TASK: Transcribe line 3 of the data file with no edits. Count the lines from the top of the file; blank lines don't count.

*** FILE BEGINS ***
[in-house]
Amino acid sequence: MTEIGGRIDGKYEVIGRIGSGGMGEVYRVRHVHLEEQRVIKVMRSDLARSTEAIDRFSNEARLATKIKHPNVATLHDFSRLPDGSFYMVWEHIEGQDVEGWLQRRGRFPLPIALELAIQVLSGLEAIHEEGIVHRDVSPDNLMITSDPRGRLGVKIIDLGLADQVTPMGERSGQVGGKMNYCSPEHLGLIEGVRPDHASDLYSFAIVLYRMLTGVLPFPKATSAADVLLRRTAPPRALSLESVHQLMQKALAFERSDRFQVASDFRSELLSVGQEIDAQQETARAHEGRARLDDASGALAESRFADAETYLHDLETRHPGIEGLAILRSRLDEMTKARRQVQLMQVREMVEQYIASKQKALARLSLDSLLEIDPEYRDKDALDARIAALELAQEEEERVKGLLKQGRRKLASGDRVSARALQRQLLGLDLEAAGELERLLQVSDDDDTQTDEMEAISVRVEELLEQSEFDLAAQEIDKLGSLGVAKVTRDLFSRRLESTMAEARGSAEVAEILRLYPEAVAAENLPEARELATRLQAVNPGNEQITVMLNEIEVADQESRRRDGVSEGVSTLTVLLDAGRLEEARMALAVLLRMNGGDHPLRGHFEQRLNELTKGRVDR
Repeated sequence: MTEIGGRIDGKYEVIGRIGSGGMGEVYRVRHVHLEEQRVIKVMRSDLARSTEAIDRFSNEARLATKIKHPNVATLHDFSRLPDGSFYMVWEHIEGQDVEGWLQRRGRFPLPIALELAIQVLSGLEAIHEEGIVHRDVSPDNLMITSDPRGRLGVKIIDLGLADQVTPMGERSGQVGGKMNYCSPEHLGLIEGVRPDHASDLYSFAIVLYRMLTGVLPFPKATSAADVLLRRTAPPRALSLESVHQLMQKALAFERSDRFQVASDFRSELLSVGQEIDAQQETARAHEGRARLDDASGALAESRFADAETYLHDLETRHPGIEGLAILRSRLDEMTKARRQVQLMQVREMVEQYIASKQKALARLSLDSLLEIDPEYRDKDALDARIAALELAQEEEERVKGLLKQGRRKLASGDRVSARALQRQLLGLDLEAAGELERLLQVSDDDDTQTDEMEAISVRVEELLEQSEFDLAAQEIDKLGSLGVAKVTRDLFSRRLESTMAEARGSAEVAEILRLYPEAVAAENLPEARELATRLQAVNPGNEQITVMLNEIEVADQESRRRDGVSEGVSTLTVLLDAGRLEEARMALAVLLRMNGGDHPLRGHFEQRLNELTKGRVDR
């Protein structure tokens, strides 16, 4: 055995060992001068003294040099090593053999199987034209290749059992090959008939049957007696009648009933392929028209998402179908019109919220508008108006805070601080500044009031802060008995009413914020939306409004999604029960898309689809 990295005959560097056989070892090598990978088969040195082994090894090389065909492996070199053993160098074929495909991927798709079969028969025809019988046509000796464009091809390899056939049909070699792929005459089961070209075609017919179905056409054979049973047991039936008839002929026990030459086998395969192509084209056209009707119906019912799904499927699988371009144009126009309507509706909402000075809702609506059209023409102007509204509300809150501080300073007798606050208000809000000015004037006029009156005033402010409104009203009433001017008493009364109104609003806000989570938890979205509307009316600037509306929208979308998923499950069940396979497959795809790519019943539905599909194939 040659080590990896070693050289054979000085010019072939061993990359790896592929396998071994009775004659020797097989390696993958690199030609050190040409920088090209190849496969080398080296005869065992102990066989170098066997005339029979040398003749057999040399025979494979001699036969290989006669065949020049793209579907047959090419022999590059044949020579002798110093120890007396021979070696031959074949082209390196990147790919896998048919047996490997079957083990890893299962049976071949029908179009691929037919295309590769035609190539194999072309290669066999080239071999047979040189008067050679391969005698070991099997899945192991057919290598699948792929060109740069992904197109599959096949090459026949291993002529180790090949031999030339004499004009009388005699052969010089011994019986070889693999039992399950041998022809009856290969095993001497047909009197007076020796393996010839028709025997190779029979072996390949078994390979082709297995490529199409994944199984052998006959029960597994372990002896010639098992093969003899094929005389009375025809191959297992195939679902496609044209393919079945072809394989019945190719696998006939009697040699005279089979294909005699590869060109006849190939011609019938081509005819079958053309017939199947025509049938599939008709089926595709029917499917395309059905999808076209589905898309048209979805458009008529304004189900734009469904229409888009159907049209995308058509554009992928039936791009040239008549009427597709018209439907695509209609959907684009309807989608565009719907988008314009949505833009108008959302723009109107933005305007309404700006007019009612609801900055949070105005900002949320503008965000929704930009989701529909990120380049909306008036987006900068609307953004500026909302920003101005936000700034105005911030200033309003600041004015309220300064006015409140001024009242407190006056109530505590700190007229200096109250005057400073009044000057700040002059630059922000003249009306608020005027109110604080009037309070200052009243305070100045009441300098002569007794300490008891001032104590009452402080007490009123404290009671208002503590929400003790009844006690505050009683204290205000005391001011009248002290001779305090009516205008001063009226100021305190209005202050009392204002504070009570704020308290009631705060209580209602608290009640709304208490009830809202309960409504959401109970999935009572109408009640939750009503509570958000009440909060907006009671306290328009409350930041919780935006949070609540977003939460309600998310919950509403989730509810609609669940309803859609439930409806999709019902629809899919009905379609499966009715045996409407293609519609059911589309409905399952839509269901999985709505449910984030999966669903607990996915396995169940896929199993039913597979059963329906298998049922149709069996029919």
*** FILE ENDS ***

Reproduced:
Repeated sequence: MTEIGGRIDGKYEVIGRIGSGGMGEVYRVRHVHLEEQRVIKVMRSDLARSTEAIDRFSNEARLATKIKHPNVATLHDFSRLPDGSFYMVWEHIEGQDVEGWLQRRGRFPLPIALELAIQVLSGLEAIHEEGIVHRDVSPDNLMITSDPRGRLGVKIIDLGLADQVTPMGERSGQVGGKMNYCSPEHLGLIEGVRPDHASDLYSFAIVLYRMLTGVLPFPKATSAADVLLRRTAPPRALSLESVHQLMQKALAFERSDRFQVASDFRSELLSVGQEIDAQQETARAHEGRARLDDASGALAESRFADAETYLHDLETRHPGIEGLAILRSRLDEMTKARRQVQLMQVREMVEQYIASKQKALARLSLDSLLEIDPEYRDKDALDARIAALELAQEEEERVKGLLKQGRRKLASGDRVSARALQRQLLGLDLEAAGELERLLQVSDDDDTQTDEMEAISVRVEELLEQSEFDLAAQEIDKLGSLGVAKVTRDLFSRRLESTMAEARGSAEVAEILRLYPEAVAAENLPEARELATRLQAVNPGNEQITVMLNEIEVADQESRRRDGVSEGVSTLTVLLDAGRLEEARMALAVLLRMNGGDHPLRGHFEQRLNELTKGRVDR